This talking head has done little to restore peoples’ faith in the news media.  If only she’d stuck to the teleprompter.  In other news, Walter Cronkite is still spinning in his grave like a rotisserie chicken on a cordless drill.  When pressed for a comment, Chet Huntley and David Brinkley both stated they could do a better job handling broadcast news despite their mutual state of deadness.  Stay with us for continuing coverage, we’ll be back with weather and sports after these messages (Pull back to studio shot and cue the Starbucks commercial).


So-Called “Words” with So-Called “Friends”

Hypothetical question: What’s more obsolete, Scrabble Tiles or cufflinks? (Image from

I come from a fairly literate family.  That, in and of itself is hardly noteworthy – except maybe it explains my use of words like “noteworthy” and phrases like “in and of itself”.

As a child, we had Scrabble, along with a bunch of other board games.  While my parents would tolerate Parcheesi and Monopoly with us kids, they and some their adult friends were dangerously good at Scrabble, especially my Dad.  With his roots in the theater and education, he has never been one to be messed with in the realm of words.  I remember him routinely doing the New York Times Sunday crossword puzzle in ink, in one sitting.  It was typically a long sitting, often in the privacy of the basement bathroom – but that’s for his blog to discuss (In a recent Facebook post, the 83 year old lamented having trouble with both this week’s New York Time Sunday Magazine crossword and the Harper’s puzzle.  If this trend keeps up, I’ll be as smart as him by the time he’s 119).

One of the exciting aspects of Scrabble was the challenge.  If a person doubted another player’s word, it could be challenged.  I’m sure there were penalties for the accuser or the defender depending upon whether the word was real or proven false.  I had no poker face whatsoever, so in countless games of Scrabble with the family, I never once considered trying to put one over on them, even if my Dad wasn’t playing.  Bluffing with non-words wasn’t part of how we played the game anyway.

That’s 8 points. Do I get bonus points for using an actual word? (Image from

Alas, I’ve once again sunk into sentimentality.  Today, most Scrabble games are laying lost and forgotten in the backs of closets, covered with dust and missing tiles.  These days we have “Words With Friends”, a thinly-veiled, digital bastardization of Scrabble.  I played it briefly on my phone with a few friends and was disappointed with the lack of any sort of challenge, not to mention the seriously flawed dictionary it possesses.  The things which it defines as words are laughable.  I was amazed when one person played the word “oa” against me.

That’s not a word!” I howled “There are no consonants in it!  It’s an abbreviation for osteo-arthritis, fer cryin’ out loud!”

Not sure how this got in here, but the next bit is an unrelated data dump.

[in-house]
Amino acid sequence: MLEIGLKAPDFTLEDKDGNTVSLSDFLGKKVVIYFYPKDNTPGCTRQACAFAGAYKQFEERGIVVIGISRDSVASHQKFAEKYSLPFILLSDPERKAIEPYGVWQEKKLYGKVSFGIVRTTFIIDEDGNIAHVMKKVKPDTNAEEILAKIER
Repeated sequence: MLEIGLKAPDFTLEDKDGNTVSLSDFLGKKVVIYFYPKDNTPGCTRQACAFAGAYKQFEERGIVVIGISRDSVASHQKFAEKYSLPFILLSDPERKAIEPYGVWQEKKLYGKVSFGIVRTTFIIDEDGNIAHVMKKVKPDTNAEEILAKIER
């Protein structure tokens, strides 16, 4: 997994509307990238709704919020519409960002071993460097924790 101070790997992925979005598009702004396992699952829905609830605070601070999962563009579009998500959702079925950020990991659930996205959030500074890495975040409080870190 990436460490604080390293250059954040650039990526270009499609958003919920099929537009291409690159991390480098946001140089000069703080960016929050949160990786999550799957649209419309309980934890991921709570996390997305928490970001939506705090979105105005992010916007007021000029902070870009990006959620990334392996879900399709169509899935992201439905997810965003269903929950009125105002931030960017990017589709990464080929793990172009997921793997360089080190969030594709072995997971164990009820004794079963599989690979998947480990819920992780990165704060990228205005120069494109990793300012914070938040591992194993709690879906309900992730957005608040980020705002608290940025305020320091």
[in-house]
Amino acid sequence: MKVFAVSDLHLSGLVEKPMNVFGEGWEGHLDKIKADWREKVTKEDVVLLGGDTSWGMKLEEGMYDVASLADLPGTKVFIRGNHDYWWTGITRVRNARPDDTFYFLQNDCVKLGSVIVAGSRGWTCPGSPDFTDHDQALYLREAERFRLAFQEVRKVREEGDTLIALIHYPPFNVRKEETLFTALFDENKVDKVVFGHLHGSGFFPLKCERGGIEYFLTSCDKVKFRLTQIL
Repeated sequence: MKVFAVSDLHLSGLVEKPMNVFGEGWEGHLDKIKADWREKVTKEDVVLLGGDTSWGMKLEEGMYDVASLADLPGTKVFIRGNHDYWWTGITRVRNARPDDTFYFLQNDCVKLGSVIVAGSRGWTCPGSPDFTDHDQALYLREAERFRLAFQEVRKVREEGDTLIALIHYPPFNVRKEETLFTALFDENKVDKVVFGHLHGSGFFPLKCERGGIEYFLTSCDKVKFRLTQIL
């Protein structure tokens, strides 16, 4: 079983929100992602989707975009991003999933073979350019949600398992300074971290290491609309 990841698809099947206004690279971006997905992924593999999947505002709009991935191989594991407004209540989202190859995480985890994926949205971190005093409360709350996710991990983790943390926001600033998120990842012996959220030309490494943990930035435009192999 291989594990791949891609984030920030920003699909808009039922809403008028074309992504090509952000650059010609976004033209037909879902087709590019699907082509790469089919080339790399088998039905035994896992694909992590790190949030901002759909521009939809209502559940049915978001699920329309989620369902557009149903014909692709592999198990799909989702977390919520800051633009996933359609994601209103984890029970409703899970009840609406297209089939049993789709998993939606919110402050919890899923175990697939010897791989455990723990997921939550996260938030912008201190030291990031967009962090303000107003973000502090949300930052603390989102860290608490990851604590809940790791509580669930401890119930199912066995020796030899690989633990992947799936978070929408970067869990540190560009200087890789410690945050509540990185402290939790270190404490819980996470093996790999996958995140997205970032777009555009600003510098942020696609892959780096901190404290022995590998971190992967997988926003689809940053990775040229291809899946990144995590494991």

It appears that many of the people who play the game, when frustrated with a lack of easily spelled word opportunities, just resort to randomly throwing letters in a row or column, hitting “submit” and hoping for the best.  When rejected, they simply throw another batch of letters in a line and try again.

Like many things in popular culture, Words With Friends has increased its annoyance quotient by becoming a staple of Facebook.  Now, in addition to status updates like:

“Jerry Sandusky just made a new friend, named Bubba”

– or –

“Marie Antionette just had a piece of cake”

We can also have ones which say:

“Sally Jones just played ‘Xyllp’ in Words With Friends”

– or –

“Bob Smith just played ‘cat’ in Words With Friends”

Now I’m torn.  Who should be more embarrassed;  Sally for playing a word which doesn’t exist in any language, or Bob for settling for ‘cat’ when we can all assume that there must have been a better word available?  What kind of culture are we existing in when people are so cavalier about airing the dirty laundry of their limited vocabularies and/or their lack of gamesmanship?  Don’t get me wrong, in a pinch, I would spell cat for the measly 5 or 6 points it gets me, but I would never do so for everyone to see!  For the record, I would never spell xyllp, even if I had a triple letter block for the ‘X’, because it’s not a damn word!

Meanwhile, their competitors, oblivious to what’s going on, are busy looking for motivational posters to slap up on their Facebook walls, driving kids to soccer practice or maybe changing the litter box as they wait for notification that it’s their turn.  Games can stretch on for months as people pay attention to them when the spirit moves them.

As if the lack of a large vocabulary and any skill in spelling among W.W.F. players isn’t bothersome enough, the lack of attention to the game is the final straw.  I can recall board- and card-games played in my life, where one of the participants was preoccupied with something else.  Someone at the table would eventually slam their fist down and ask “Are we playing (insert name of game here) or not??!”  Game play allows, and is even enhanced by, a degree of social interaction and off-game topics of discussion, but when it’s your turn, it’s your damn turn.  Taking 3 days to get around to your turn is not “playing”.  It’s just a sad version of life-support for a pet you don’t really care about.

This all begs the question as to whether taking 72 hours to take your turn in a game is a more profound waste of time than writing a blog about it.